When Moses stretched out his hand, “the Lord sent thunder and hail, and fire came down on the earth.” Literally translated, “thunder” reads “the voice of God.” A better reading might be that the Lord sent “mighty thunderings.” Thunder is frequently seen as a symbol of God’s voice. This will be especially true at Sinai. One might poetically assume that God is now speaking directly to the Egyptians through His mighty thunderings.

Along with the thunder, hail rained down on the land “with fire flashing continually in the midst of it.” “Fire” probably refers to lightning flashes. “Such heavy hail had never fallen in all the land of Egypt” since it had been founded as a country. “The hail struck down everything that was in the open field throughout all the land of Egypt, both human and animal; the hail also struck down all the plants of the field, and shattered (stripped/smashed) every tree in the field.” The word “struck” can also mean kill. It is harsh, indicating total destruction. One side note, of course, is that now there will no longer be any available straw for brickmaking leading scholars to suggest that this might be some form of retribution against Pharaoh’s previous orders.

And once again, this can be seen as an attack on a myriad of Egyptian gods. Ra, as the sun god, is totally shut out by the storm. They have goddesses of the sky, gods for the rain, and specifically gods for crops and harvests. The destructive storm is a howling witness to the feebleness and impotency of these many gods.

Of course, the land of Goshen is totally exempt. No hail falls there. Because of its location to the east of the delta, scholars believe different air currents could have protected the entire area. The Israelites, however, are sure to see this as the hand of God protecting them.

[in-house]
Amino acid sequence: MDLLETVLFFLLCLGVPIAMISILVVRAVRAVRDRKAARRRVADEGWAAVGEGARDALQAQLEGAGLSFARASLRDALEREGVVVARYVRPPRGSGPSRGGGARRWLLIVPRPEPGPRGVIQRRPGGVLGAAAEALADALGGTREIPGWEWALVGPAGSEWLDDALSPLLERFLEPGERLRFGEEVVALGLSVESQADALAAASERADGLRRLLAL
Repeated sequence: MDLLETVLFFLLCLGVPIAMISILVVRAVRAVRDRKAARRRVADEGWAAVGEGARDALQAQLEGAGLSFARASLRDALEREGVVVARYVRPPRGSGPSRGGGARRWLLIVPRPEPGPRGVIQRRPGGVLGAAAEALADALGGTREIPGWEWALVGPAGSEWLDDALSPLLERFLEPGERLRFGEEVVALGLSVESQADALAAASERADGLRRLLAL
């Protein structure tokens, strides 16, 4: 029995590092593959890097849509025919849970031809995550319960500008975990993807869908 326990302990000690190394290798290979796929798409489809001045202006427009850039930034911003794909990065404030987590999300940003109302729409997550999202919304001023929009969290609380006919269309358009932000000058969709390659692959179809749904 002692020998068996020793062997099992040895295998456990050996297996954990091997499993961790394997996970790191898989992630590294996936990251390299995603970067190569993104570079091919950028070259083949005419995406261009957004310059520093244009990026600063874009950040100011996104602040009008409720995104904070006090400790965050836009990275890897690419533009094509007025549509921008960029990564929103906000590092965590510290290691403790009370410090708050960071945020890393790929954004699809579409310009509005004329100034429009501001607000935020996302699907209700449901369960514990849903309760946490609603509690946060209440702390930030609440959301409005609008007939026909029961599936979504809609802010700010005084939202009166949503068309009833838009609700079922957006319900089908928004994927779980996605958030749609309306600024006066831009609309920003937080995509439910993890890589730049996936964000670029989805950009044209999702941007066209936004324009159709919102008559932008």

It is not clear how long the hailstorm lasts before Pharaoh summons Moses and Aaron. He says to them, “This time I have sinned; the Lord is in the right, and I and my people are in the wrong.” This is legal language that is akin to pleading guilty. The question remains whether or not this is a genuine confession.

He follows by saying to Moses, “Pray to the Lord! Enough of God’s thunder and hail! I will let you go: you need to stay no longer.” Though translated differently the word “send” has been sprinkled throughout this narrative. Here he sends for Moses and hopefully will send the Israelites out for worship. Moses says that once they are out of the city, he “will stretch out his hands to the Lord; the thunder will cease, and there will be no more hail, so that you may know that the earth is the Lord’s.” How Moses intends to get out of the city safely through this horrible hailstorm is not a concern of the text. Nor does Moses seem totally convinced as he says, “But as for you and your officials, I know that you do not yet fear the Lord God.”

The narrator adds a side note: “(Now the flax and the barley were ruined, for the barley was in the ear and the flax was in bud. But the wheat and the spelt were not ruined, for they are late in coming up.)” Scholars believe this provides a clue regarding the season. Flax and barley are generally harvested in March with wheat and spelt being about a month later. This storm, then, probably took place late January or early February when the plants had flowered but were not yet ready to harvest. Flax is used both for food and clothing. Craftsmen would have spun the flax into fine linen for the priests, providing yet another subtle attack against their religious practices. It was also used to wrap mummies. Barley is an important food source for everyone. Both crops have now been decimated.

So Moses left Pharaoh, “went out of the city, and stretched out his hands to the Lord; then the thunder and the hail ceased, and the rain no longer poured down on the earth. But when Pharaoh saw that the rain and the hail and the thunder had ceased, he sinned once more and hardened his heart, he and his officials.” Clearly, Pharaoh’s change of heart was temporary: “He sinned once more.”

So the heart of Pharaoh was “hardened, and he would not let the Israelites go, just as the Lord had spoken through Moses.” Indeed, his response is no longer a surprise for the Lord has foretold all this to Moses from the beginning. Pharaoh is, apparently, unfazed by the power of the Lord as soon as the danger has passed. It is a decision that will soon touch him in an unforgettable way.